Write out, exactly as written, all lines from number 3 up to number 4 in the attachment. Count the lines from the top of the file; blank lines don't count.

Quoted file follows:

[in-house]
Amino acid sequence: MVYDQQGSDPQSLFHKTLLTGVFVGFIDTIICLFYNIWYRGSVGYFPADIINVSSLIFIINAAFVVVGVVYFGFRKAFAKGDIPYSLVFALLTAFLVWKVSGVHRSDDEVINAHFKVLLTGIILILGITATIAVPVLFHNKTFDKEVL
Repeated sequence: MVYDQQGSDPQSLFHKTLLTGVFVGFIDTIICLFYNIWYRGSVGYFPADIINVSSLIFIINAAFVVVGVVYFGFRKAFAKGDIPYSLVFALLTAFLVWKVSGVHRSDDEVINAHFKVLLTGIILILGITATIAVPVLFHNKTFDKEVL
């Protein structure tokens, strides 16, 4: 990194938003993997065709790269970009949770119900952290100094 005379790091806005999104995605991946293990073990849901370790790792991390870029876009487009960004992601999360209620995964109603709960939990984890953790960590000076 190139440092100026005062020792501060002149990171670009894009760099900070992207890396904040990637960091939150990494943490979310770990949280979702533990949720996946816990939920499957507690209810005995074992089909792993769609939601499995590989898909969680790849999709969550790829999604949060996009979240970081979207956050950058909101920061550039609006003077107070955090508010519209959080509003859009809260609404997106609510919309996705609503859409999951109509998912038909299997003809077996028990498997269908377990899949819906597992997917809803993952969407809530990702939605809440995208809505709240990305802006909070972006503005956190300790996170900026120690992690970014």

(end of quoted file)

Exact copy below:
Repeated sequence: MVYDQQGSDPQSLFHKTLLTGVFVGFIDTIICLFYNIWYRGSVGYFPADIINVSSLIFIINAAFVVVGVVYFGFRKAFAKGDIPYSLVFALLTAFLVWKVSGVHRSDDEVINAHFKVLLTGIILILGITATIAVPVLFHNKTFDKEVL
């Protein structure tokens, strides 16, 4: 990194938003993997065709790269970009949770119900952290100094 005379790091806005999104995605991946293990073990849901370790790792991390870029876009487009960004992601999360209620995964109603709960939990984890953790960590000076 190139440092100026005062020792501060002149990171670009894009760099900070992207890396904040990637960091939150990494943490979310770990949280979702533990949720996946816990939920499957507690209810005995074992089909792993769609939601499995590989898909969680790849999709969550790829999604949060996009979240970081979207956050950058909101920061550039609006003077107070955090508010519209959080509003859009809260609404997106609510919309996705609503859409999951109509998912038909299997003809077996028990498997269908377990899949819906597992997917809803993952969407809530990702939605809440995208809505709240990305802006909070972006503005956190300790996170900026120690992690970014």